Thursday, August 22, 2013

Breeding - Building a strain of shamas

[Updated with additional text, video and photo on 26/8/10]

I have had some success in breeding the type of shama that I dreamed of long ago and today, my birds have developed a long way towards establishing my own “strain”.  My shamas now tend to have similar physical and mental characteristics as well as recognized traits to the extent that I am sometimes told that someone has seen a shama that ".... looks just like one of your birds" with the query as to whether it is in fact one of them.

My limited success has led some breeders, especially those who are new to breeding shamas, to ask what they need to do if they also want to develop a strain of shama. I will try to answer this question below and in subsequent posts.

For a start, you need to be aware that before you can breed the bird of your dreams, you will have to decide on the qualities that you desire in your bird.  Do you just want a bird with a song that is different and more melodious than those of other shamas with the courage to do well in song competitions?  This is a valid aim and it is in fact the aim of many Indonesian breeders who want to produce and train the shama for its song as their competitions are truly song competitions with little regard to other features such as display and structure. If this is your aim, then you will need to look for a bird that has what you want to possibly form your foundation stock on the basis of the principles that I suggest.

In other parts of South East Asia, song alone is not enough and hobbyists look for birds with a combination of qualities, such as good structure, long tails, melodious song, eye-catching display, stamina and courage.  For me, my dream bird needs to have all of these features.  In addition, it should have long tails exceeding 14” that are not too broad so that it will be able to sweep them above its head for extended periods during its display.

Bear in mind that if you are serious about creating your own strain, you will be striving to implement your vision of what you want your birds to be.  This involves much investment in time, money, effort and luck and many generations of birds may pass in your quest to achieve your aim. Over time and with selective breeding, you may be able to develop your own special strain. It obviously takes many years of sustained effort and commitment to do so.  

It has been more than a dozen years since I first paired Godfather and although there are 10 to 15 generations in my present strain of shamas, I am still some way from my dream bird, but that is what makes breeding exciting as each year I hope that from the birds that I breed, there will be the perfect shama. I know, though, that it is impossible to get the "perfect" shama but it is fun to try.

Having made up your mind on the qualities that your dream bird should have, look around for a bird that best fits the mental picture (preferably in video) of the bird you have in mind.   In looking for such a bird, the question arises as to whether it is preferable to breed from a wild-caught or a captive-bred.  It depends.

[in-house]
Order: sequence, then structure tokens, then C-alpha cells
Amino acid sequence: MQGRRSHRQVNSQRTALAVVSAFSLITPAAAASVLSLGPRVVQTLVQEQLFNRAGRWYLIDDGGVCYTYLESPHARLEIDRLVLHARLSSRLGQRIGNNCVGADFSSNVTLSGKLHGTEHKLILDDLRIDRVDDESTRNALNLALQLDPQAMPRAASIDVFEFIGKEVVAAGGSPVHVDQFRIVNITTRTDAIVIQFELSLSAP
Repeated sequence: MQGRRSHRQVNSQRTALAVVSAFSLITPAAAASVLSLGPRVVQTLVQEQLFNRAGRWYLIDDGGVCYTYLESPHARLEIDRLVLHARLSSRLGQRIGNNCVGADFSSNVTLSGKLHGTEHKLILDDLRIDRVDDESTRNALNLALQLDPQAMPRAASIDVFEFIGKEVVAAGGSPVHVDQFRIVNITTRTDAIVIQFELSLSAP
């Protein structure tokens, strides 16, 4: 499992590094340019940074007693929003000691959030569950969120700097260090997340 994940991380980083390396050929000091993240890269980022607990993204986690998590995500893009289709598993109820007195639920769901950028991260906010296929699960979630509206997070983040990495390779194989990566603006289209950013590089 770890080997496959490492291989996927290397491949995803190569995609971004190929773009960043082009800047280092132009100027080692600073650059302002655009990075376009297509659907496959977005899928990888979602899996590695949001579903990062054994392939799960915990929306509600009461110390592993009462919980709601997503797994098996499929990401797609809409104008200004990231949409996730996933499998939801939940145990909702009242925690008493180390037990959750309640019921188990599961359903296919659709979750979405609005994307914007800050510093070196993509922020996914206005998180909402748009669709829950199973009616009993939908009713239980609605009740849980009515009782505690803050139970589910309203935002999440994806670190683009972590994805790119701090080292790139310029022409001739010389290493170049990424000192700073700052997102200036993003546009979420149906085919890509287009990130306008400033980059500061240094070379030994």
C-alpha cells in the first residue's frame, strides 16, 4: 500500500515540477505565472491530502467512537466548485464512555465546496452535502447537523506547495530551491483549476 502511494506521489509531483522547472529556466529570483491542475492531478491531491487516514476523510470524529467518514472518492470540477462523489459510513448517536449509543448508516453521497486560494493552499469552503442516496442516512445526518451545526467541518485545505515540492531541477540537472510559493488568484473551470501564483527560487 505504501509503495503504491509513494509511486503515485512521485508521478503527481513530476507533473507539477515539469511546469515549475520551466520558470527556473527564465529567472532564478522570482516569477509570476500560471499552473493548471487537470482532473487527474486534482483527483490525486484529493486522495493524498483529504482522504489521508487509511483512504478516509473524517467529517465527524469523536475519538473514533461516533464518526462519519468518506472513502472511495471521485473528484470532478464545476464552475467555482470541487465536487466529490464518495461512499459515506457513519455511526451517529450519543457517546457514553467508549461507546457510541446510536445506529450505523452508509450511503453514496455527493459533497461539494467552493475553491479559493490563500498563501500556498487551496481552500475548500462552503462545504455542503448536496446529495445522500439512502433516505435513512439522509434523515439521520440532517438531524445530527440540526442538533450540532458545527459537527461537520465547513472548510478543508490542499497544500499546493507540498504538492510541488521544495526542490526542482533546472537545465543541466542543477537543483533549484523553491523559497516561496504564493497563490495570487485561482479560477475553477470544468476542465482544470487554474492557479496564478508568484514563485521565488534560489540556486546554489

If the breeder has really developed a strain of birds, and has the type of bird that you like, it makes sense to acquire a pair of birds from him, or at least an outstanding male or female.  His birds will have a concentration of the genes that you want in your birds and an outstanding bird from him to found your foundation stock will make it more likely for you to develop the type of birds that have similar attributes as his birds.  Later, you may wish to infuse new blood to develop your own strain.

On the other hand, if the breeder has been indiscriminately pairing his birds, or he has not himself developed a strain, then the offspring will have haphazardly inherited genes.  The result is that even if the bird(s) that you get from this breeder is an outstanding specimen, it will be less likely to be able to replicate itself in its progeny. In such case, it really makes little difference whether or not you get a breeder shama from him or you get a wild-caught that also has the features that you like. 

I often have requests for my females and I would like to use this opportunity to state that, as a rule, I do not part with my females.  As I am working towards developing a strain and I am a hobbyist and not a commercial breeder, it does not make sense for me to freely sell pairs that I have invested much time and effort to develop.  This is especially so as a buyer of such birds can acquire a pair and then potentially flood the market with birds that are supposedly from my line and sell them at high prices.  With this in mind, I have made my females (and males) available to only my very good friends, Michael and Jeffrey, whom I absolutely trust with my shamas.  

You will need to bear the above in mind when a seller claims that the bird he is offering for sale is from an established breeder or bred from his strain.  Perhaps, he may have bred something from one of the males that I occasionally sell and that are surplus to my needs but the progeny will not be fully from my strain and may bear no resemblance to my birds.  In such case, the phrase in law is, "caveat emptor" or "buyer beware". Loosely translated, it means that an intending buyer should make his own investigations to determine if what the seller claims is true.

However, if a shama is being acquired from Michael or Jeffrey and you are told that it was supplied by me or that it is 100% bred from my line of birds, you can be sure that it is true.  They are breeding directly from my line from parents that I made available to them and their taimongs are no different from mine.  Moreover, I know them well and will vouch for their integrity any time.